Today is Handwriting Day, and we can’t think of a better way to celebrate it than to highlight the beautiful penmanship of some of the great authors, thinkers and artists portrayed on the covers of our Embellished Manuscripts Collection.
Kahlil Gibran’s handwritten English draft of The Prophet
Gibran Kahlil Gibran (1883–1931), usually referred to in English as Kahlil Gibran, was a Lebanese American writer, poet and artist.
The handwritten draft we have reproduced on our cover is an early English draft of Gibran’s The Prophet, one of the most translated and bestselling books of all time. The original manuscript comes from the holdings of the Princeton University Library’s Special Collections, Manuscripts Division.
Maya Angelou’s manuscript draft of I Know Why the Caged Bird Sings
Published in 1969, Maya Angelou’s coming-of-age memoir, I Know Why the Caged Bird Sings, was an immediate national bestseller and a critical success. On the manuscript page reproduced here, Angelou captures the moment when she and her brother, Bailey, arrived in Arkansas to be raised by their paternal grandmother.
Today the manuscript is held at the Schomburg Center for Research in Black Culture, a part of The New York Public Library.
Giuseppe Verdi’s handwritten correspondence
Giuseppe Fortunino Francesco Verdi (1813–1901) stands out as one of the greatest Italian composers to write opera. His instincts for finding the right material led him to create works that virtually define the general public’s understanding of opera, such as Aida and Rigoletto. His signatures remain so distinctive that other composers do not even attempt to use them, and his operas are still frequently staged around the world.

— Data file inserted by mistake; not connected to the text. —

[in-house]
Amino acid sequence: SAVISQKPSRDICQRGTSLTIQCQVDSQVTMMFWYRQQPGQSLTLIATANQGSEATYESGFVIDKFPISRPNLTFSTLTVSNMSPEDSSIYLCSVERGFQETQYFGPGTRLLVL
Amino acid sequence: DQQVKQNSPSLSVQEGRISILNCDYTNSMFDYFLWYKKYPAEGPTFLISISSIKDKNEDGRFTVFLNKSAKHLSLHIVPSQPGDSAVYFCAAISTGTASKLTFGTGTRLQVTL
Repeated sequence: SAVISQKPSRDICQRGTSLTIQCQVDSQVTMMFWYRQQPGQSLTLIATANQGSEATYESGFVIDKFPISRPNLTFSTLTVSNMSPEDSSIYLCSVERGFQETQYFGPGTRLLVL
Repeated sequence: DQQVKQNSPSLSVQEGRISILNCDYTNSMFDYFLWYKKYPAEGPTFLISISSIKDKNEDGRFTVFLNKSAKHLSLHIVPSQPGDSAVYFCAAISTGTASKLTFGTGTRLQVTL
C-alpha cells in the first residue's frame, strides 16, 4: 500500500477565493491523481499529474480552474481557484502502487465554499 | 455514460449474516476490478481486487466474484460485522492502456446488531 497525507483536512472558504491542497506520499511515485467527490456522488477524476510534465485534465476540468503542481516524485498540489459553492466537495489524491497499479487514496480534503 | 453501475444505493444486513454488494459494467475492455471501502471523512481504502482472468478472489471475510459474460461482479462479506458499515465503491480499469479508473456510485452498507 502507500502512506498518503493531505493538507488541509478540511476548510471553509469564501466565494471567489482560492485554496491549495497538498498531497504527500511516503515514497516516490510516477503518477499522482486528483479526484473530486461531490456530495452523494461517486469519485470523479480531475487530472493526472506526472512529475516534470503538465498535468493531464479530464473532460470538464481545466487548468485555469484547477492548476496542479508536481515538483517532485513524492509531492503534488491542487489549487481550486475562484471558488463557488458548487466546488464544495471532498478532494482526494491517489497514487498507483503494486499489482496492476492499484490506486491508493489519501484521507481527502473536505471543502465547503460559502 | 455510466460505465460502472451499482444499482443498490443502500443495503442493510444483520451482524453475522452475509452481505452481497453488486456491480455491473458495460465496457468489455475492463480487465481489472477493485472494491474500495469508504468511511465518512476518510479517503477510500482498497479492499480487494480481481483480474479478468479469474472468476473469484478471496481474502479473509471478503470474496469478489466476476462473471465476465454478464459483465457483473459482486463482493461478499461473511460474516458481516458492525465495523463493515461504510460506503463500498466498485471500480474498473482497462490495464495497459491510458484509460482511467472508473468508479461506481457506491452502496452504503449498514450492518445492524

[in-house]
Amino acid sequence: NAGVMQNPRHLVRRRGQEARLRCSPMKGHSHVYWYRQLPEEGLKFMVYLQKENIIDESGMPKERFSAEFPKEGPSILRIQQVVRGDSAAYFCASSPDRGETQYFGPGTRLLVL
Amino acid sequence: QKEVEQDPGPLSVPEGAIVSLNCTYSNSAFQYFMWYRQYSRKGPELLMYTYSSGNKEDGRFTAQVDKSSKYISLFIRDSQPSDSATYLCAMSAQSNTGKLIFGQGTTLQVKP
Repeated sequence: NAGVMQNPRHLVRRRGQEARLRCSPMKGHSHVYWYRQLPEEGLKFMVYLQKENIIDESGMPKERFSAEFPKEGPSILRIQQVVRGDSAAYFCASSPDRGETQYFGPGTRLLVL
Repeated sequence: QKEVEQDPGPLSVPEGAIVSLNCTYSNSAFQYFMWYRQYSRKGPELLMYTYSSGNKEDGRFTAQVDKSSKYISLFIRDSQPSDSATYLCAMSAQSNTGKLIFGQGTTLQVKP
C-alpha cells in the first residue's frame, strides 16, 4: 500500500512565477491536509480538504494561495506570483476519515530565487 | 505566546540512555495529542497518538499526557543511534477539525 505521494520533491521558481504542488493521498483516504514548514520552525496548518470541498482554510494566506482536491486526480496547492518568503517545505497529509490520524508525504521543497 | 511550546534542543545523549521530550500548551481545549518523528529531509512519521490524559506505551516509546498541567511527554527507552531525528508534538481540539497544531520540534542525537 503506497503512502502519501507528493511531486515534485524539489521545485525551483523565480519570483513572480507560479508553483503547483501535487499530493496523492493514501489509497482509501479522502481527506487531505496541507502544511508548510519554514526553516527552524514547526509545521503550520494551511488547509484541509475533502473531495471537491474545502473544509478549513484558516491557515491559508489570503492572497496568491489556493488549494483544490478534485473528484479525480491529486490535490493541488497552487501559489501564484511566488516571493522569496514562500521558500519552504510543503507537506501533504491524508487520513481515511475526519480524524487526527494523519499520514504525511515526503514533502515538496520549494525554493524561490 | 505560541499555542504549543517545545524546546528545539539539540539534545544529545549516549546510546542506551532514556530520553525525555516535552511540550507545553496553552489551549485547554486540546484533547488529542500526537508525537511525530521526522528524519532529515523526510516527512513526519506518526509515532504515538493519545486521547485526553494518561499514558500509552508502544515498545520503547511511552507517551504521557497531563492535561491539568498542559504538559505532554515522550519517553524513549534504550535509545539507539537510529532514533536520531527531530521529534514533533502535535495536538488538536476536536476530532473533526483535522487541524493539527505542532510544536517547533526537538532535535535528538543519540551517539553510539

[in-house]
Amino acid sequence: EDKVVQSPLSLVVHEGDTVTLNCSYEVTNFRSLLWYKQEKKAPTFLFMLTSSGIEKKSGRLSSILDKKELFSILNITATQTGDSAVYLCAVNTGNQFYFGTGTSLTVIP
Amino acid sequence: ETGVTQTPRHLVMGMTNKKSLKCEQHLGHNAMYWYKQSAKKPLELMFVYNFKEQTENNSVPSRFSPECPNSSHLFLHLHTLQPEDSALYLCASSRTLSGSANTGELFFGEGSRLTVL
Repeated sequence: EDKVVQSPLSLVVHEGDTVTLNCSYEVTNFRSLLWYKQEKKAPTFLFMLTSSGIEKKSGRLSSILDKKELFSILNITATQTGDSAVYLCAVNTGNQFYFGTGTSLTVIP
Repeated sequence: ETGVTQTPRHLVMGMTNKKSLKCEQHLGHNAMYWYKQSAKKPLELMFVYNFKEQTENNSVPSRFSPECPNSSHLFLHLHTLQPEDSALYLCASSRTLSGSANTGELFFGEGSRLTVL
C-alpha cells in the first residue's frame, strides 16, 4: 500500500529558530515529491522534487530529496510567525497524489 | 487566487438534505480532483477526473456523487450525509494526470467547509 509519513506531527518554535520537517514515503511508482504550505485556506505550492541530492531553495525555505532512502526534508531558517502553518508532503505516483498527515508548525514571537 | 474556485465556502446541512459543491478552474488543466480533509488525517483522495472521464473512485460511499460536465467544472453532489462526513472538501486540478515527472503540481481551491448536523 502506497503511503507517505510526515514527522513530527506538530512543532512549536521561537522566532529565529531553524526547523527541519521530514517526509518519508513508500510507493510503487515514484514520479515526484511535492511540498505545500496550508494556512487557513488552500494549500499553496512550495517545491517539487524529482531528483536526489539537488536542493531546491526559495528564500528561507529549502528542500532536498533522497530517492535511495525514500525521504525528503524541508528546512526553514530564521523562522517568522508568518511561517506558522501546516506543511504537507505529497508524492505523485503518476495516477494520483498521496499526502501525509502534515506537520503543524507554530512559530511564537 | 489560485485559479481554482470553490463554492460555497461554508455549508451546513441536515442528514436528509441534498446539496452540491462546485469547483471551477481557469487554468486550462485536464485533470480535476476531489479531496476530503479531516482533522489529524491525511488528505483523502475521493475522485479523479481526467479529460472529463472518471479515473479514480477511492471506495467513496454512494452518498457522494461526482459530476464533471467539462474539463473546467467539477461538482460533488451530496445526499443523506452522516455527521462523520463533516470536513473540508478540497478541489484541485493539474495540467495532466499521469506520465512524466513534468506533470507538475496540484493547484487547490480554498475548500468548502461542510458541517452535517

Featured on our Verdi, Carteggio journal cover is an excerpt from his correspondence. May his legacy inspire your own hand.
Jules Verne’s handwritten drafts of Twenty Thousand Leagues Under the Sea and Around the World in Eighty Days
French novelist, poet and playwright Jules Gabriel Verne (1828–1905) is the author of some of the world’s most famous adventure stories. Remembered as one of the “Fathers of Science Fiction,” Verne is credited with being an inspiration for the steampunk genre, a movement championing science fiction based on 19th-century technology.
Through his collaboration with publisher Pierre-Jules Hetzel, Verne created the Voyages extraordinaires, a popular series of novels which included Twenty Thousand Leagues Under the Sea and Around the World in Eighty Days. Today, these two works stand as pillars of the science fiction genre. In fact, when developing our Jules Verne Embellished Manuscript we simply could not choose between the two – which is why we offer two unique Jules Verne titles reproducing pages from Verne’s handwritten drafts of these two works.
Emily Dickinson’s handwritten poem “I died for beauty – but was scarce”
Among the finest poets America has ever produced, Emily Dickinson (1830–1886) lived a life of quiet yet intensely passionate solitude. A master of the short lyric poem, Dickinson had a preoccupation with death and immortality that permeated many of her greatest works.
“I died for beauty – but was scarce” is considered one of Dickinson’s major works and we are honoured to reproduce the handwritten draft on our cover.
We hope these journals, featuring the delicate penmanship of some of the greatest artists of all time, encourage you in your creative journey and inspire you to appreciate the beauty of handwriting.